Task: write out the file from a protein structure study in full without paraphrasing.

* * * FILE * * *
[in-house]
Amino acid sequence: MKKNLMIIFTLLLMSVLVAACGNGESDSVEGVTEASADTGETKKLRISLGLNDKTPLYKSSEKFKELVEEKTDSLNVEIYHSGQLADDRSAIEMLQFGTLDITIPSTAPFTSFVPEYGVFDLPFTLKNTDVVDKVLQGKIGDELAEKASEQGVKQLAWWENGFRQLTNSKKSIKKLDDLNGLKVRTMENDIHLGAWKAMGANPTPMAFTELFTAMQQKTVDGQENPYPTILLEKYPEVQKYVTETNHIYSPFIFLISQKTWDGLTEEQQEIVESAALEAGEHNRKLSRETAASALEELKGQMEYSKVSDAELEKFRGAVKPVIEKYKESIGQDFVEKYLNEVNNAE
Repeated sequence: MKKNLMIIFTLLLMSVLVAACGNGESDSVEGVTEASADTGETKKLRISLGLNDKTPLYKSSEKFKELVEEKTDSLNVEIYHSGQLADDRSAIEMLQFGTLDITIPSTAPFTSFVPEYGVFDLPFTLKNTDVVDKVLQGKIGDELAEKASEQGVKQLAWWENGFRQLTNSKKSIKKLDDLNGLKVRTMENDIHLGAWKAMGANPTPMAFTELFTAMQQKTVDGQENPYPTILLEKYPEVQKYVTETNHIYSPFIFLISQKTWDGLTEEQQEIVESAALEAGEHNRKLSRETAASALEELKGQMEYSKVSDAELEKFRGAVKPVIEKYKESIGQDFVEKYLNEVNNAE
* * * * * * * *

[in-house]
Amino acid sequence: MKKNLMIIFTLLLMSVLVAACGNGESDSVEGVTEASADTGETKKLRISLGLNDKTPLYKSSEKFKELVEEKTDSLNVEIYHSGQLADDRSAIEMLQFGTLDITIPSTAPFTSFVPEYGVFDLPFTLKNTDVVDKVLQGKIGDELAEKASEQGVKQLAWWENGFRQLTNSKKSIKKLDDLNGLKVRTMENDIHLGAWKAMGANPTPMAFTELFTAMQQKTVDGQENPYPTILLEKYPEVQKYVTETNHIYSPFIFLISQKTWDGLTEEQQEIVESAALEAGEHNRKLSRETAASALEELKGQMEYSKVSDAELEKFRGAVKPVIEKYKESIGQDFVEKYLNEVNNAE
Repeated sequence: MKKNLMIIFTLLLMSVLVAACGNGESDSVEGVTEASADTGETKKLRISLGLNDKTPLYKSSEKFKELVEEKTDSLNVEIYHSGQLADDRSAIEMLQFGTLDITIPSTAPFTSFVPEYGVFDLPFTLKNTDVVDKVLQGKIGDELAEKASEQGVKQLAWWENGFRQLTNSKKSIKKLDDLNGLKVRTMENDIHLGAWKAMGANPTPMAFTELFTAMQQKTVDGQENPYPTILLEKYPEVQKYVTETNHIYSPFIFLISQKTWDGLTEEQQEIVESAALEAGEHNRKLSRETAASALEELKGQMEYSKVSDAELEKFRGAVKPVIEKYKESIGQDFVEKYLNEVNNAE